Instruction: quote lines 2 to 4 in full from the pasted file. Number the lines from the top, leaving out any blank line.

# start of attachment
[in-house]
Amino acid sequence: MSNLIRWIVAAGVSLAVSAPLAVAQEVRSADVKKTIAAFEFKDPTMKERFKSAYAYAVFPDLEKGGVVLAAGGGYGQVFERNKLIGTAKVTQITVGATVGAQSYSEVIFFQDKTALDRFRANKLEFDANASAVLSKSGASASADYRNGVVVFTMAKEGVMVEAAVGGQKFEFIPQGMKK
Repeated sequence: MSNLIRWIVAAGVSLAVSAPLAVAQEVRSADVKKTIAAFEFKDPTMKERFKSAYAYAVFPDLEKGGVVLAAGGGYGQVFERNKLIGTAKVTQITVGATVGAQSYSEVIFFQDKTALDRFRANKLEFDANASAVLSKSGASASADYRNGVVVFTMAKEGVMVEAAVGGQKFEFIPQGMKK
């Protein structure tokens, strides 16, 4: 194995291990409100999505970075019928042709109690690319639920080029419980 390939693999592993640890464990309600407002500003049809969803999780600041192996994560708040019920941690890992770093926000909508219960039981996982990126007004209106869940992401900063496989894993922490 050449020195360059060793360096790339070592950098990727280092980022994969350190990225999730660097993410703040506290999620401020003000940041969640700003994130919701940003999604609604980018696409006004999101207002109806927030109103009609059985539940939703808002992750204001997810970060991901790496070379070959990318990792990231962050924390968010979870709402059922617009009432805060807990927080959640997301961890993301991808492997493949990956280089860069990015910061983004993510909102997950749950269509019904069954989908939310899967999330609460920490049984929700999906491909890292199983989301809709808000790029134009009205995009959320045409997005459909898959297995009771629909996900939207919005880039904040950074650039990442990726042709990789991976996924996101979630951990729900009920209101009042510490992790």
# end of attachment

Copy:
Amino acid sequence: MSNLIRWIVAAGVSLAVSAPLAVAQEVRSADVKKTIAAFEFKDPTMKERFKSAYAYAVFPDLEKGGVVLAAGGGYGQVFERNKLIGTAKVTQITVGATVGAQSYSEVIFFQDKTALDRFRANKLEFDANASAVLSKSGASASADYRNGVVVFTMAKEGVMVEAAVGGQKFEFIPQGMKK
Repeated sequence: MSNLIRWIVAAGVSLAVSAPLAVAQEVRSADVKKTIAAFEFKDPTMKERFKSAYAYAVFPDLEKGGVVLAAGGGYGQVFERNKLIGTAKVTQITVGATVGAQSYSEVIFFQDKTALDRFRANKLEFDANASAVLSKSGASASADYRNGVVVFTMAKEGVMVEAAVGGQKFEFIPQGMKK
């Protein structure tokens, strides 16, 4: 194995291990409100999505970075019928042709109690690319639920080029419980 390939693999592993640890464990309600407002500003049809969803999780600041192996994560708040019920941690890992770093926000909508219960039981996982990126007004209106869940992401900063496989894993922490 050449020195360059060793360096790339070592950098990727280092980022994969350190990225999730660097993410703040506290999620401020003000940041969640700003994130919701940003999604609604980018696409006004999101207002109806927030109103009609059985539940939703808002992750204001997810970060991901790496070379070959990318990792990231962050924390968010979870709402059922617009009432805060807990927080959640997301961890993301991808492997493949990956280089860069990015910061983004993510909102997950749950269509019904069954989908939310899967999330609460920490049984929700999906491909890292199983989301809709808000790029134009009205995009959320045409997005459909898959297995009771629909996900939207919005880039904040950074650039990442990726042709990789991976996924996101979630951990729900009920209101009042510490992790």